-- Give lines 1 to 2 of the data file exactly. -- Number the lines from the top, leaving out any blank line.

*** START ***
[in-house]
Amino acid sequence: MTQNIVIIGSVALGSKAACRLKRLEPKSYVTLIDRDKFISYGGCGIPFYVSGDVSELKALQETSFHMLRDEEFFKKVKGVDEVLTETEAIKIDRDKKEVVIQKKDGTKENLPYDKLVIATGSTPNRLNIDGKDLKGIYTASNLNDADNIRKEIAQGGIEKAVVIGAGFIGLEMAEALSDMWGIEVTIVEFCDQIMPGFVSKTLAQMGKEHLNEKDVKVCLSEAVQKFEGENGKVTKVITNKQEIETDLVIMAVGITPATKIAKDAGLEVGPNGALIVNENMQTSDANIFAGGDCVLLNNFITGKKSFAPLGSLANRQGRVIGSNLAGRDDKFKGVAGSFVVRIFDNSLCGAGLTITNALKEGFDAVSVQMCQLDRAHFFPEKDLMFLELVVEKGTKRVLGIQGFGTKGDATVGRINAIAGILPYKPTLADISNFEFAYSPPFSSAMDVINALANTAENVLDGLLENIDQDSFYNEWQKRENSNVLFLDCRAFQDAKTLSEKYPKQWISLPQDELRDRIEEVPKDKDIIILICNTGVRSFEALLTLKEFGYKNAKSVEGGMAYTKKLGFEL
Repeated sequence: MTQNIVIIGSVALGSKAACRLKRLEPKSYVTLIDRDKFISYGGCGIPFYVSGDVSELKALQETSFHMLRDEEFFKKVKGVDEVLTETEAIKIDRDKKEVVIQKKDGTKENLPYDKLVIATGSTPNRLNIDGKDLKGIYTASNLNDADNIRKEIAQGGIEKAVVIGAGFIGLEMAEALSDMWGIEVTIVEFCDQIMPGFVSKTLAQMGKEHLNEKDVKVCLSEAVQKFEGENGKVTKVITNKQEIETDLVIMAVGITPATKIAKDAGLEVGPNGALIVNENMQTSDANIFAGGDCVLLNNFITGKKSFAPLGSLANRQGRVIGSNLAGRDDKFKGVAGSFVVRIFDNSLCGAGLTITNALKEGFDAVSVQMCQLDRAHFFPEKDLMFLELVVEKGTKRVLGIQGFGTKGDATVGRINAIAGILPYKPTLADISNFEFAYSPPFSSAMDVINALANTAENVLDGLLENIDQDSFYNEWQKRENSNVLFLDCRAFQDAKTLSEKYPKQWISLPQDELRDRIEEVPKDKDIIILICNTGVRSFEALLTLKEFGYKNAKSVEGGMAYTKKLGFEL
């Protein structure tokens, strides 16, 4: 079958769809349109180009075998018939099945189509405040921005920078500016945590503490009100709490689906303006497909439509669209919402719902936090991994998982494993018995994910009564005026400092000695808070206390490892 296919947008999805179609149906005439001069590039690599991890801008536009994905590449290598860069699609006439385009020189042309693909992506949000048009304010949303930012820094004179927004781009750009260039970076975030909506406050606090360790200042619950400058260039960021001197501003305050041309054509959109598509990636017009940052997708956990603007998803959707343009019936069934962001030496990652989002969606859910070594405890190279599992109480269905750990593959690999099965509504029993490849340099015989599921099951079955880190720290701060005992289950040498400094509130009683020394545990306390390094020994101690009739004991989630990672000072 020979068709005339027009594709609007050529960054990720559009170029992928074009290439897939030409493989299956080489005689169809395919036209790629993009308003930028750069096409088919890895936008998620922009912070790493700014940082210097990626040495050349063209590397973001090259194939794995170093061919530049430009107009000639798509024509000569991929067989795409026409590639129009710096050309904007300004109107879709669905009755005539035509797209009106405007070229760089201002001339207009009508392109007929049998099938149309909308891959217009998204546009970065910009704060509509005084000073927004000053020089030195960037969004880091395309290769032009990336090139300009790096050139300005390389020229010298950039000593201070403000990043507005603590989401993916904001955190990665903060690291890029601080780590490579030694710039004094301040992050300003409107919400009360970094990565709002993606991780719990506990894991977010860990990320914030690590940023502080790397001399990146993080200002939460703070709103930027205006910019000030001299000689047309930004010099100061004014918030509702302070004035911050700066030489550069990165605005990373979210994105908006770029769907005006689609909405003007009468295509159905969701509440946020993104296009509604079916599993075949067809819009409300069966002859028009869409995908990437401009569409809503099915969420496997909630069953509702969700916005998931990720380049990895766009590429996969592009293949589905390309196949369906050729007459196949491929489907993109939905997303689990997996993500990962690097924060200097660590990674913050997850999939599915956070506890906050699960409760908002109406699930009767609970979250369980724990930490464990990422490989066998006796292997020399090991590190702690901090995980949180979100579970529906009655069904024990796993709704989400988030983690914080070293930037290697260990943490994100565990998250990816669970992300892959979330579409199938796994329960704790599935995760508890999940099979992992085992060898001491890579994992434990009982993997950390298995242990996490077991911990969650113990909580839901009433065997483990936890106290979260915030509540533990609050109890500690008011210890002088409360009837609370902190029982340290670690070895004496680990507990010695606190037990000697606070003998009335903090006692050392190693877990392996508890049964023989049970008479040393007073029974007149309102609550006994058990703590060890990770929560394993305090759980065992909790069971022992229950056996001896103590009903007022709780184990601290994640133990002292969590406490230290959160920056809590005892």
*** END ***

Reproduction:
[in-house]
Amino acid sequence: MTQNIVIIGSVALGSKAACRLKRLEPKSYVTLIDRDKFISYGGCGIPFYVSGDVSELKALQETSFHMLRDEEFFKKVKGVDEVLTETEAIKIDRDKKEVVIQKKDGTKENLPYDKLVIATGSTPNRLNIDGKDLKGIYTASNLNDADNIRKEIAQGGIEKAVVIGAGFIGLEMAEALSDMWGIEVTIVEFCDQIMPGFVSKTLAQMGKEHLNEKDVKVCLSEAVQKFEGENGKVTKVITNKQEIETDLVIMAVGITPATKIAKDAGLEVGPNGALIVNENMQTSDANIFAGGDCVLLNNFITGKKSFAPLGSLANRQGRVIGSNLAGRDDKFKGVAGSFVVRIFDNSLCGAGLTITNALKEGFDAVSVQMCQLDRAHFFPEKDLMFLELVVEKGTKRVLGIQGFGTKGDATVGRINAIAGILPYKPTLADISNFEFAYSPPFSSAMDVINALANTAENVLDGLLENIDQDSFYNEWQKRENSNVLFLDCRAFQDAKTLSEKYPKQWISLPQDELRDRIEEVPKDKDIIILICNTGVRSFEALLTLKEFGYKNAKSVEGGMAYTKKLGFEL